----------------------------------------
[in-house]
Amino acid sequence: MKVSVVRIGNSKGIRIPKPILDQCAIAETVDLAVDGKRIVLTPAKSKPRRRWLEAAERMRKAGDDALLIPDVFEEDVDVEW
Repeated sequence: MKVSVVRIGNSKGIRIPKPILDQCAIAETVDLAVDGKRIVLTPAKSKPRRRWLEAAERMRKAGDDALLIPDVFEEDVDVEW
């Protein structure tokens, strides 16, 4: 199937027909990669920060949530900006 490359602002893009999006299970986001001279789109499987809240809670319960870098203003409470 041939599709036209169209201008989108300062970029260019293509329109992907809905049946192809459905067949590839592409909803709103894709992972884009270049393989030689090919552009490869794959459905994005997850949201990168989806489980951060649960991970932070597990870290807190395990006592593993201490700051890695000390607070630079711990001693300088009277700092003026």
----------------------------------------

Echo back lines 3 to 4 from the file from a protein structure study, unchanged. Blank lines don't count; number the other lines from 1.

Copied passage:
Repeated sequence: MKVSVVRIGNSKGIRIPKPILDQCAIAETVDLAVDGKRIVLTPAKSKPRRRWLEAAERMRKAGDDALLIPDVFEEDVDVEW
């Protein structure tokens, strides 16, 4: 199937027909990669920060949530900006 490359602002893009999006299970986001001279789109499987809240809670319960870098203003409470 041939599709036209169209201008989108300062970029260019293509329109992907809905049946192809459905067949590839592409909803709103894709992972884009270049393989030689090919552009490869794959459905994005997850949201990168989806489980951060649960991970932070597990870290807190395990006592593993201490700051890695000390607070630079711990001693300088009277700092003026």